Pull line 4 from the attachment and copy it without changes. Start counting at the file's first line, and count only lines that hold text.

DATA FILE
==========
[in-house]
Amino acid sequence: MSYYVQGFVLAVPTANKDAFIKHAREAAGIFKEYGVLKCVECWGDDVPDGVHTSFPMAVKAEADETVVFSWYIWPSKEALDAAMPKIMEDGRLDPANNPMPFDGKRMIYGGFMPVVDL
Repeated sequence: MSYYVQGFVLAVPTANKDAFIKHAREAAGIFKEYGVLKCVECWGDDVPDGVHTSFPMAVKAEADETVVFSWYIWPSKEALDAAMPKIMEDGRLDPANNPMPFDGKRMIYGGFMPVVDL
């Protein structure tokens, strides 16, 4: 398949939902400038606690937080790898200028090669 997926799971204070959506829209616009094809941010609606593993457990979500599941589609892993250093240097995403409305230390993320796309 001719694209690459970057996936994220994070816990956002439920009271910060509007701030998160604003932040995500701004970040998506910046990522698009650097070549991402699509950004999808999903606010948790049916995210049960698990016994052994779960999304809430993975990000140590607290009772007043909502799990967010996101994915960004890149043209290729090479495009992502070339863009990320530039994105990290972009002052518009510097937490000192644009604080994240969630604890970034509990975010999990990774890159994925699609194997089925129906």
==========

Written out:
């Protein structure tokens, strides 16, 4: 398949939902400038606690937080790898200028090669 997926799971204070959506829209616009094809941010609606593993457990979500599941589609892993250093240097995403409305230390993320796309 001719694209690459970057996936994220994070816990956002439920009271910060509007701030998160604003932040995500701004970040998506910046990522698009650097070549991402699509950004999808999903606010948790049916995210049960698990016994052994779960999304809430993975990000140590607290009772007043909502799990967010996101994915960004890149043209290729090479495009992502070339863009990320530039994105990290972009002052518009510097937490000192644009604080994240969630604890970034509990975010999990990774890159994925699609194997089925129906």